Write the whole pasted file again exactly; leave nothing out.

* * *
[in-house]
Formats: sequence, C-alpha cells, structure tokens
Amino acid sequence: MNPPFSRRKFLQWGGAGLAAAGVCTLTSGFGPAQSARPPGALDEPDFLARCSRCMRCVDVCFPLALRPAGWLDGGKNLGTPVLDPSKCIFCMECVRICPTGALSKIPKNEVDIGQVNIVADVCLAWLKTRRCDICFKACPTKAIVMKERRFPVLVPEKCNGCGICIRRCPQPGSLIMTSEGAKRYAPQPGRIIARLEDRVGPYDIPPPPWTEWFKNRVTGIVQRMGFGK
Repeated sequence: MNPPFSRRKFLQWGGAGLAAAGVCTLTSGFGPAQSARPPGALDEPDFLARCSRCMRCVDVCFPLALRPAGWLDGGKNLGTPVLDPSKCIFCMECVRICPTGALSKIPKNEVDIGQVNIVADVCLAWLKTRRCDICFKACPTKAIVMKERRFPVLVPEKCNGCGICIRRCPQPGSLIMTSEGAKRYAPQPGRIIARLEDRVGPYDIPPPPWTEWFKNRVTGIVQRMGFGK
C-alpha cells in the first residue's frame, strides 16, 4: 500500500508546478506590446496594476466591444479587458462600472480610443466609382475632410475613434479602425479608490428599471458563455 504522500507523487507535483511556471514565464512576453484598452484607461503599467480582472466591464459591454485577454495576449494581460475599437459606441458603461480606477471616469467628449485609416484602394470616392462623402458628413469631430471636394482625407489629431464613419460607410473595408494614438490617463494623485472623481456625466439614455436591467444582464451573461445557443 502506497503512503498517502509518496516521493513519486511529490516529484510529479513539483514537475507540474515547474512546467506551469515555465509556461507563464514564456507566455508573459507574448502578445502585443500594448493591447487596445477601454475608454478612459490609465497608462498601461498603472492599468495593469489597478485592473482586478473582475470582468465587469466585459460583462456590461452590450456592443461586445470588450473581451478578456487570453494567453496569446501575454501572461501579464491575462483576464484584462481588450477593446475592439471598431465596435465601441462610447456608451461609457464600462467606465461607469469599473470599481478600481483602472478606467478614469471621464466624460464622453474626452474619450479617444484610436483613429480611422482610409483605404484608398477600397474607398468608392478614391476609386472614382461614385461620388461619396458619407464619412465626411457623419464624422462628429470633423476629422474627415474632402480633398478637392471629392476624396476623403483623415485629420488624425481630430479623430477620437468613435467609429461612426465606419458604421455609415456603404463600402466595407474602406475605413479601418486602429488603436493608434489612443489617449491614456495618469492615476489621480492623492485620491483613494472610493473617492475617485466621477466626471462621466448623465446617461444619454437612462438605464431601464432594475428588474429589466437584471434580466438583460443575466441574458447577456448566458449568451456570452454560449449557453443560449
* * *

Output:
[in-house]
Formats: sequence, C-alpha cells, structure tokens
Amino acid sequence: MNPPFSRRKFLQWGGAGLAAAGVCTLTSGFGPAQSARPPGALDEPDFLARCSRCMRCVDVCFPLALRPAGWLDGGKNLGTPVLDPSKCIFCMECVRICPTGALSKIPKNEVDIGQVNIVADVCLAWLKTRRCDICFKACPTKAIVMKERRFPVLVPEKCNGCGICIRRCPQPGSLIMTSEGAKRYAPQPGRIIARLEDRVGPYDIPPPPWTEWFKNRVTGIVQRMGFGK
Repeated sequence: MNPPFSRRKFLQWGGAGLAAAGVCTLTSGFGPAQSARPPGALDEPDFLARCSRCMRCVDVCFPLALRPAGWLDGGKNLGTPVLDPSKCIFCMECVRICPTGALSKIPKNEVDIGQVNIVADVCLAWLKTRRCDICFKACPTKAIVMKERRFPVLVPEKCNGCGICIRRCPQPGSLIMTSEGAKRYAPQPGRIIARLEDRVGPYDIPPPPWTEWFKNRVTGIVQRMGFGK
C-alpha cells in the first residue's frame, strides 16, 4: 500500500508546478506590446496594476466591444479587458462600472480610443466609382475632410475613434479602425479608490428599471458563455 504522500507523487507535483511556471514565464512576453484598452484607461503599467480582472466591464459591454485577454495576449494581460475599437459606441458603461480606477471616469467628449485609416484602394470616392462623402458628413469631430471636394482625407489629431464613419460607410473595408494614438490617463494623485472623481456625466439614455436591467444582464451573461445557443 502506497503512503498517502509518496516521493513519486511529490516529484510529479513539483514537475507540474515547474512546467506551469515555465509556461507563464514564456507566455508573459507574448502578445502585443500594448493591447487596445477601454475608454478612459490609465497608462498601461498603472492599468495593469489597478485592473482586478473582475470582468465587469466585459460583462456590461452590450456592443461586445470588450473581451478578456487570453494567453496569446501575454501572461501579464491575462483576464484584462481588450477593446475592439471598431465596435465601441462610447456608451461609457464600462467606465461607469469599473470599481478600481483602472478606467478614469471621464466624460464622453474626452474619450479617444484610436483613429480611422482610409483605404484608398477600397474607398468608392478614391476609386472614382461614385461620388461619396458619407464619412465626411457623419464624422462628429470633423476629422474627415474632402480633398478637392471629392476624396476623403483623415485629420488624425481630430479623430477620437468613435467609429461612426465606419458604421455609415456603404463600402466595407474602406475605413479601418486602429488603436493608434489612443489617449491614456495618469492615476489621480492623492485620491483613494472610493473617492475617485466621477466626471462621466448623465446617461444619454437612462438605464431601464432594475428588474429589466437584471434580466438583460443575466441574458447577456448566458449568451456570452454560449449557453443560449